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For ESG Compliance: Anti-bribery and Corruption Measures


A 2021 edition of the Anti-bribery and Corruption Benchmarking report was released by Kroll, a global consulting firm. The report sheds light on the developments and main trends in the financial crime segment. Head of Compliance, Risk, and Diligence for APAC and Managing Director at Kroll, David Liu, explained the report’s primary findings in the areas of environmental, social and governance or ESG.

In the past few years, ESG criteria have been widely included in boardroom agendas. There is an increase of scrutiny for ESG metrics among the growing recognition of the fact that businesses have different societal responsibilities towards the communities where they operate in. 

Anti-bribery and corruption programs have been part of corporate risk analysis. This clearly plays a significant role in ESG. This is because every ESG compliance aspect can be seriously affected by bribery and corruption attempts. The recent report surveyed hundreds of senior-level compliance and risk professionals worldwide to get an insight into how businesses around the Asia Pacific are dealing with the “G” in their ESG programs.

Asia Pacific stock exchanges have required their listed firms to include ESG metrics in their yearly reports for many years now. In June 2016, Singapore Exchange introduced sustainability reporting on a “comply or explain” basis. Subsequently, the Clearing Limited and Hong Kong Exchanges made ESG reporting to be mandatory.

The Anti-bribery and Corruption Benchmarking Report revealed that 57% of investors around the region had included ESG issues in their investment analysis. These include corporate governance issues such as anti-bribery and corruption policies.

The earlier ESG initiatives of the region are reflected in the adoption and support for various ABC programs. A report from Consultancy Asia showed that 86% of Asia Pacific respondents agree that ABC-related programs are important for good governance and transparency. By far, this is the largest percentage among the other regions. This number might be related to the perceived corruption and complexities within the region.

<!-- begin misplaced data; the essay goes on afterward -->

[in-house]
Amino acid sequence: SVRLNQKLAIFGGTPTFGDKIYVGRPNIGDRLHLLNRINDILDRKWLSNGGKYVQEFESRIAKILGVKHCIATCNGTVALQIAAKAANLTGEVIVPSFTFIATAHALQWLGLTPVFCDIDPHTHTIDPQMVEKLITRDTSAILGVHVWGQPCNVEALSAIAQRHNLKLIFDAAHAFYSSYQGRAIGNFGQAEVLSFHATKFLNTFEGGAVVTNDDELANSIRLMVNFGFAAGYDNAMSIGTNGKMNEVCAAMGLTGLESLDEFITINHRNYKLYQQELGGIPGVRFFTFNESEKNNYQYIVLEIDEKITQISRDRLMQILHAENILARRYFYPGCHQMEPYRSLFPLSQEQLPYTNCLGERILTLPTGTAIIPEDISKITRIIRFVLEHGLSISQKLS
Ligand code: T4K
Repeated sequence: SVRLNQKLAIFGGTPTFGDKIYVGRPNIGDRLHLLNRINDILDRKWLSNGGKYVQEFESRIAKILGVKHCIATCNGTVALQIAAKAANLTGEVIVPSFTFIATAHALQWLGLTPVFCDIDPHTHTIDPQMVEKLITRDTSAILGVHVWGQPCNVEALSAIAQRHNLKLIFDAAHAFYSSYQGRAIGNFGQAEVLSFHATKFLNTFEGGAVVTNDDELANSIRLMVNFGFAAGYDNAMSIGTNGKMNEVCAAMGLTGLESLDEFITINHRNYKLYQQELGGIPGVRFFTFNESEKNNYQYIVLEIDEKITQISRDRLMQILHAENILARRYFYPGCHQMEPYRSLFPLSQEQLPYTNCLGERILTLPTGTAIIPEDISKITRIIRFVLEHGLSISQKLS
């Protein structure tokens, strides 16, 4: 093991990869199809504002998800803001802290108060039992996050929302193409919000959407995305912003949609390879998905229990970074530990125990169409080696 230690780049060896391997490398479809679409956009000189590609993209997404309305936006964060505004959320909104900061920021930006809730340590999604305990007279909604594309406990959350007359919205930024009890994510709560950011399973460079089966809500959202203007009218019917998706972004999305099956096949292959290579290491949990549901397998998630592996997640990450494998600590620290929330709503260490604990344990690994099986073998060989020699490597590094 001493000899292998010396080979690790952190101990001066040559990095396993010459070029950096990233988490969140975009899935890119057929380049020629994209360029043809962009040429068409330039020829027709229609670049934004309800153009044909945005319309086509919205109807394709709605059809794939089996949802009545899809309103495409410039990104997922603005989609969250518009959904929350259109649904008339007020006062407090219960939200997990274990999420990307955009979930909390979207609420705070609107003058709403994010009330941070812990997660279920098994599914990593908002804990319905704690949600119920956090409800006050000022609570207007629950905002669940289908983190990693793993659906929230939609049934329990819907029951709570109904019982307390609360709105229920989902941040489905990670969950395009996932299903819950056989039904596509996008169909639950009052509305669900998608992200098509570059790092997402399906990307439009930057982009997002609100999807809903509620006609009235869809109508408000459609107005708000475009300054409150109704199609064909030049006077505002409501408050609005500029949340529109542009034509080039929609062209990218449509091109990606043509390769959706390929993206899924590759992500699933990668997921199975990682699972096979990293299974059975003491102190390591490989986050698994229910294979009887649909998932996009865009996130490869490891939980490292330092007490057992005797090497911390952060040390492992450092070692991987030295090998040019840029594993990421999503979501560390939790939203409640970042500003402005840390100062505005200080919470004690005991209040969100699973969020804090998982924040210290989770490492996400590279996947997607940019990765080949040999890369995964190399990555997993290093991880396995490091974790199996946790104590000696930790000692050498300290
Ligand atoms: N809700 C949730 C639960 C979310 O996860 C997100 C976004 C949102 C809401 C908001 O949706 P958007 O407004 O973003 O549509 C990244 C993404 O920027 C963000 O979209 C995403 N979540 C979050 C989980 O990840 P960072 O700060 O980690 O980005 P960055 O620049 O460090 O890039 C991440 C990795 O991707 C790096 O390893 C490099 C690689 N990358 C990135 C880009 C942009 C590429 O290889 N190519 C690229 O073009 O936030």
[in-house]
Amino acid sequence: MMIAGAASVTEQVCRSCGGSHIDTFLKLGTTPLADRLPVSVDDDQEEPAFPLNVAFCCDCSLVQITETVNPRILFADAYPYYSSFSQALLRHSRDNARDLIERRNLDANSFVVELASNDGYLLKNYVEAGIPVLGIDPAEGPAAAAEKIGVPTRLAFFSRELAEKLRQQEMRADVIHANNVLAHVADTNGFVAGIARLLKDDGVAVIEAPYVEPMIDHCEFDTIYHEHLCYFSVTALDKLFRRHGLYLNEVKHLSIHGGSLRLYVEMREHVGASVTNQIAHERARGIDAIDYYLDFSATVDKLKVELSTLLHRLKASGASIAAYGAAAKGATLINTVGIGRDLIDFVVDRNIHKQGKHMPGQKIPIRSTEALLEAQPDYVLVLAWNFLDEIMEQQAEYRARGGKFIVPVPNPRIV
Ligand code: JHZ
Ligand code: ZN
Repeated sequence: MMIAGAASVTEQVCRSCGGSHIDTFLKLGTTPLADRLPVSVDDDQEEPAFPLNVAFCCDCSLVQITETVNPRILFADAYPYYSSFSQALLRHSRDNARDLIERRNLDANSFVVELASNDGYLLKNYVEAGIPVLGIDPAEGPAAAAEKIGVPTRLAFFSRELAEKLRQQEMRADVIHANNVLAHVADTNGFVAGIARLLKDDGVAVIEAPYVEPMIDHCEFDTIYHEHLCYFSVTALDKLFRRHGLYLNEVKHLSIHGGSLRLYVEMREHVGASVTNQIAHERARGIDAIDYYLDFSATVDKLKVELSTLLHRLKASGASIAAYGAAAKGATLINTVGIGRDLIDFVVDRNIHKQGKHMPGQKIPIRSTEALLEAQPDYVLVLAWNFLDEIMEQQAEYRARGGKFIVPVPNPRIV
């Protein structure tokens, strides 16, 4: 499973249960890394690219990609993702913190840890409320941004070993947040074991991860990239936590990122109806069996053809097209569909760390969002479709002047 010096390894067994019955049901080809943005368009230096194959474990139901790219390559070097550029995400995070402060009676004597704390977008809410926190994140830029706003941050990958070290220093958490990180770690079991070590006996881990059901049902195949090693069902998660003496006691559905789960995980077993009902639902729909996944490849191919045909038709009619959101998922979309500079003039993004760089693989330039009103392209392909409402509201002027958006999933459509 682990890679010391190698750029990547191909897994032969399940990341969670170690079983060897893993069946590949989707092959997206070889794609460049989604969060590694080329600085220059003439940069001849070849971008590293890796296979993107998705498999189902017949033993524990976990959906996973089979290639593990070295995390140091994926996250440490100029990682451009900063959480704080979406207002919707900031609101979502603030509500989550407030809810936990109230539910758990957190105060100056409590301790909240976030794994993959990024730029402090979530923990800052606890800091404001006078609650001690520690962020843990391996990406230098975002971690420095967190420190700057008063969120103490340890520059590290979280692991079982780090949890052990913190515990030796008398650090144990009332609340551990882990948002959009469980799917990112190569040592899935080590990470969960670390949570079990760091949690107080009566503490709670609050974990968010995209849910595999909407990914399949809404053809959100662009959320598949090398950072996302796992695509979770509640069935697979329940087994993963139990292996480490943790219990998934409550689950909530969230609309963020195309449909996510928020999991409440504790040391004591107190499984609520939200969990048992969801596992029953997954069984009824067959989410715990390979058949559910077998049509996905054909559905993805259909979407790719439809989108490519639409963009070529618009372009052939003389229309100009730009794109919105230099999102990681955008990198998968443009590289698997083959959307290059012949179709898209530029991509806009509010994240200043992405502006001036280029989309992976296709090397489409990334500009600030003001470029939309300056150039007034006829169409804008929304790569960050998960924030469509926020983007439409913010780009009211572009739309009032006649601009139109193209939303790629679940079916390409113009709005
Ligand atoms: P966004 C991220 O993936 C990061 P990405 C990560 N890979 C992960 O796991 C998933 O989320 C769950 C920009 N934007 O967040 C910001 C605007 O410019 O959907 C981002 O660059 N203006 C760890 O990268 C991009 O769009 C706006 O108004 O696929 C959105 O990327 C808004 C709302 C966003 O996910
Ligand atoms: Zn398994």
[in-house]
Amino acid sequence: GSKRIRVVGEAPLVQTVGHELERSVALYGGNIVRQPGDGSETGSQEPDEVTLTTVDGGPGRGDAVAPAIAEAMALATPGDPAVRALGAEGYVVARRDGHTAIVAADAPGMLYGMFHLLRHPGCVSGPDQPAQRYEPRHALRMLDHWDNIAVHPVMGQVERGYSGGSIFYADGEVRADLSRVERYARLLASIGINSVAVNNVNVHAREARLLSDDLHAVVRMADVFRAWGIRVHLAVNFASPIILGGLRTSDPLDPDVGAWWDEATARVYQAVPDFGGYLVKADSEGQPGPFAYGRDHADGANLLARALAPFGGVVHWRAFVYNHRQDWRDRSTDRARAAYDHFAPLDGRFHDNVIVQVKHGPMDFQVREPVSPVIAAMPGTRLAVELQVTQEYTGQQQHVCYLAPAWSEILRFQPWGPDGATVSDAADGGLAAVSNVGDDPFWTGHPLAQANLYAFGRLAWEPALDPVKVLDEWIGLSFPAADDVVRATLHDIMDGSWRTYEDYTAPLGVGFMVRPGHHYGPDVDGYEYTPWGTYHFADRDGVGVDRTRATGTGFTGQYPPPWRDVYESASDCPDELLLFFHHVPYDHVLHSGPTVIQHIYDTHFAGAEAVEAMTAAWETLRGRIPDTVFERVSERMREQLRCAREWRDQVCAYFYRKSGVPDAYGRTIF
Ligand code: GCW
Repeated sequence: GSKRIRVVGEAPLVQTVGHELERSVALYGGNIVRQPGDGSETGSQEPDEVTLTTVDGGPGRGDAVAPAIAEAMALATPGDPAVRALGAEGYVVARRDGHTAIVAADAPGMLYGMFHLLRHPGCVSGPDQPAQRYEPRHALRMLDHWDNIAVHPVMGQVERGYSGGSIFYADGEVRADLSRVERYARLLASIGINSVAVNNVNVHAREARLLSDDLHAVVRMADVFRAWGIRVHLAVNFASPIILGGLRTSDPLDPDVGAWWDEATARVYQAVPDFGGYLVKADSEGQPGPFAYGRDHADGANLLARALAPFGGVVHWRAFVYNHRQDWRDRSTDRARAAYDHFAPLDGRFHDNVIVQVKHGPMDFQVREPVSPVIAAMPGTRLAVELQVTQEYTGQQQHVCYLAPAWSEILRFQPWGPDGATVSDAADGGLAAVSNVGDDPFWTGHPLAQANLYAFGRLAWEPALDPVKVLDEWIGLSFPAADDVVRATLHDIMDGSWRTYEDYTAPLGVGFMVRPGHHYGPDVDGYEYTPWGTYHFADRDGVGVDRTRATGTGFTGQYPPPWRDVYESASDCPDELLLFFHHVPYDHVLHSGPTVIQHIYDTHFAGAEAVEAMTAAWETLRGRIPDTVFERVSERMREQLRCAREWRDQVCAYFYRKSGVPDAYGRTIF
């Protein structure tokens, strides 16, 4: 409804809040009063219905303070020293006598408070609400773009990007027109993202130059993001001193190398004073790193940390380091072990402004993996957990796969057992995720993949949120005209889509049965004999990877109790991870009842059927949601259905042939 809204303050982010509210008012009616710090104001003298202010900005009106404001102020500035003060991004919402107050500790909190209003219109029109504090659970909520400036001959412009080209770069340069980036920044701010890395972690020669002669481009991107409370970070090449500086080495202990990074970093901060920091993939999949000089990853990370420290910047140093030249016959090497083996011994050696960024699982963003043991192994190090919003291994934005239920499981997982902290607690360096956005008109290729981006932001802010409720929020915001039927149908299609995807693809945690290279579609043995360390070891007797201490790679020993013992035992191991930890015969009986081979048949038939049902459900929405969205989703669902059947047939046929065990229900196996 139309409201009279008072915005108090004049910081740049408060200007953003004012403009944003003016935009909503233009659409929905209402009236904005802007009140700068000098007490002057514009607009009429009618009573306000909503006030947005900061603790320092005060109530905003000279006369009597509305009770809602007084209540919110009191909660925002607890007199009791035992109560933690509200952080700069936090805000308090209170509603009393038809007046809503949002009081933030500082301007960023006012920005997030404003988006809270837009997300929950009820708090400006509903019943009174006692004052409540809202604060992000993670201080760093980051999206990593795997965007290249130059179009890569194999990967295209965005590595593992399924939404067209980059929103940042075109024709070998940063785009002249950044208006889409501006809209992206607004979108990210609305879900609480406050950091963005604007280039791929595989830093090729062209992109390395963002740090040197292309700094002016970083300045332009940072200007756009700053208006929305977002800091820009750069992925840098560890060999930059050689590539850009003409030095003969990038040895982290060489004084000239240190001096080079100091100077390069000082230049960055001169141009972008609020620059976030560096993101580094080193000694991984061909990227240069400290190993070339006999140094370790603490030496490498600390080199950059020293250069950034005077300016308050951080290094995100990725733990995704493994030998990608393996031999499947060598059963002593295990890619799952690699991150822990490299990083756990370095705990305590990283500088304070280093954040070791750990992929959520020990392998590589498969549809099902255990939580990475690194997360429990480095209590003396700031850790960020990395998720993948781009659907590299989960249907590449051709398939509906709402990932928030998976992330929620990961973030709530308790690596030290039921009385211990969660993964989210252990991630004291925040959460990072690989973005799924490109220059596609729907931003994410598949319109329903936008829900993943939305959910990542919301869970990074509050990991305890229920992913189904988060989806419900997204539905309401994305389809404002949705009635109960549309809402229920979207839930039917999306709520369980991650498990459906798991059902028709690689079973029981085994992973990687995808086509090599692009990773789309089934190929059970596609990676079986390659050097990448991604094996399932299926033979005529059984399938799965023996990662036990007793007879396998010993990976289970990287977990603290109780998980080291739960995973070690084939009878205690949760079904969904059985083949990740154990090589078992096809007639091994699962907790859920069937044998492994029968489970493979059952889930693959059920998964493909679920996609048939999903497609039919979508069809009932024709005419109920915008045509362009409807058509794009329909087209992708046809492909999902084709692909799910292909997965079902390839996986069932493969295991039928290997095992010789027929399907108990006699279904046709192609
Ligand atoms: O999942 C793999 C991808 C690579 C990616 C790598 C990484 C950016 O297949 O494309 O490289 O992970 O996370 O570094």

According to the Corruption Perception Index of Transparency, the Asia Pacific region had an average score of 45/100 compared to Western Europe, which had a score of 66. This figure reflects many circumstances in the region, such as high-fliers like Singapore, New Zealand, Hongkong, Australia, Thailand, Indonesia, and the Philippines.

Aside from discussing bribery and corruption, the need for ESG compliance is the result of other crucial regional factors. Some examples of these are employee rights and business resilience which are also considered to be strong catalysts within the Asia Pacific region.

Although the region has played an important role in achieving ESG requirements, the process is not an easy feat. According to the reposts, despite the support for the ABC programs and the understanding of its importance in ESG, many professionals still struggle to implement these. 64% of Asia Pacific respondents from the survey say that ESG challenges have outweighed its benefits in terms of the compliance function.

However, these challenges might soon be lessened, given that there are more ESG regulations. With this in mind, ABC programs will still have a crucial role in ESG compliance, especially for a culturally and economically diverse region such as the Asia Pacific.


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